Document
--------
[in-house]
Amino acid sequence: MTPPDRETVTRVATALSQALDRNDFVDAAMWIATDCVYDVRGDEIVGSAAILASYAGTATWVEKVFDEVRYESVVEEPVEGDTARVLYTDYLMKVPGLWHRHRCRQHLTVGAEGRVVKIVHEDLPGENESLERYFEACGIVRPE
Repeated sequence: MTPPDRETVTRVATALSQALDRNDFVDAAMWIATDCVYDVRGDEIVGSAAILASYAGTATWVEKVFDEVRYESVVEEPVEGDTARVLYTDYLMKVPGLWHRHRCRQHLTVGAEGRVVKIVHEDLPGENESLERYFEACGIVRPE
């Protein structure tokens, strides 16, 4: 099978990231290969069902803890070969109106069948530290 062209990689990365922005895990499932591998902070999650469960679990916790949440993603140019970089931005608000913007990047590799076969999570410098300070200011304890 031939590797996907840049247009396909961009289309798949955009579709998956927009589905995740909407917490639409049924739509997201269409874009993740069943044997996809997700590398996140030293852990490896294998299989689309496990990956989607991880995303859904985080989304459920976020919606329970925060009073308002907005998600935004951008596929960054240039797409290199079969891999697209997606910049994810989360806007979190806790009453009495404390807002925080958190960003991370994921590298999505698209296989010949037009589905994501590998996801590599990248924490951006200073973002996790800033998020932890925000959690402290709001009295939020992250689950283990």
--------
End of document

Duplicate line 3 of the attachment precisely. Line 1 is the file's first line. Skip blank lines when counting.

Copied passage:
Repeated sequence: MTPPDRETVTRVATALSQALDRNDFVDAAMWIATDCVYDVRGDEIVGSAAILASYAGTATWVEKVFDEVRYESVVEEPVEGDTARVLYTDYLMKVPGLWHRHRCRQHLTVGAEGRVVKIVHEDLPGENESLERYFEACGIVRPE